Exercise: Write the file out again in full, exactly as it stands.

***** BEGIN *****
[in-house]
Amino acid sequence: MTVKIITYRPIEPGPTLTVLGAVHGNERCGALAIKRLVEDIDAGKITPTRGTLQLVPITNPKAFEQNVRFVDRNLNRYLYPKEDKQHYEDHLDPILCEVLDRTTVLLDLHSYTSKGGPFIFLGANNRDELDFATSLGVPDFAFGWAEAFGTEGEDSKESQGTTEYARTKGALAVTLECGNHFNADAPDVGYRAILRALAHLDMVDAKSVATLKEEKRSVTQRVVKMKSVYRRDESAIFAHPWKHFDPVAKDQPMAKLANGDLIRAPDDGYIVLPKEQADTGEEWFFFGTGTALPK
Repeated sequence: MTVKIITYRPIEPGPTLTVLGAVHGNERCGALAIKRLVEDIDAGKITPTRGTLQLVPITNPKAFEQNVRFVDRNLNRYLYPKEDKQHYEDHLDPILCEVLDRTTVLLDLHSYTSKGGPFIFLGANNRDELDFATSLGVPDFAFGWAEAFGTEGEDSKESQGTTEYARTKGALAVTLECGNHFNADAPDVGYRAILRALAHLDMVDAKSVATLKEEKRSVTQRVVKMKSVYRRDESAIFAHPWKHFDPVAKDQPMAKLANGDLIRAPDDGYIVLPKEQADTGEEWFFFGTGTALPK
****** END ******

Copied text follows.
[in-house]
Amino acid sequence: MTVKIITYRPIEPGPTLTVLGAVHGNERCGALAIKRLVEDIDAGKITPTRGTLQLVPITNPKAFEQNVRFVDRNLNRYLYPKEDKQHYEDHLDPILCEVLDRTTVLLDLHSYTSKGGPFIFLGANNRDELDFATSLGVPDFAFGWAEAFGTEGEDSKESQGTTEYARTKGALAVTLECGNHFNADAPDVGYRAILRALAHLDMVDAKSVATLKEEKRSVTQRVVKMKSVYRRDESAIFAHPWKHFDPVAKDQPMAKLANGDLIRAPDDGYIVLPKEQADTGEEWFFFGTGTALPK
Repeated sequence: MTVKIITYRPIEPGPTLTVLGAVHGNERCGALAIKRLVEDIDAGKITPTRGTLQLVPITNPKAFEQNVRFVDRNLNRYLYPKEDKQHYEDHLDPILCEVLDRTTVLLDLHSYTSKGGPFIFLGANNRDELDFATSLGVPDFAFGWAEAFGTEGEDSKESQGTTEYARTKGALAVTLECGNHFNADAPDVGYRAILRALAHLDMVDAKSVATLKEEKRSVTQRVVKMKSVYRRDESAIFAHPWKHFDPVAKDQPMAKLANGDLIRAPDDGYIVLPKEQADTGEEWFFFGTGTALPK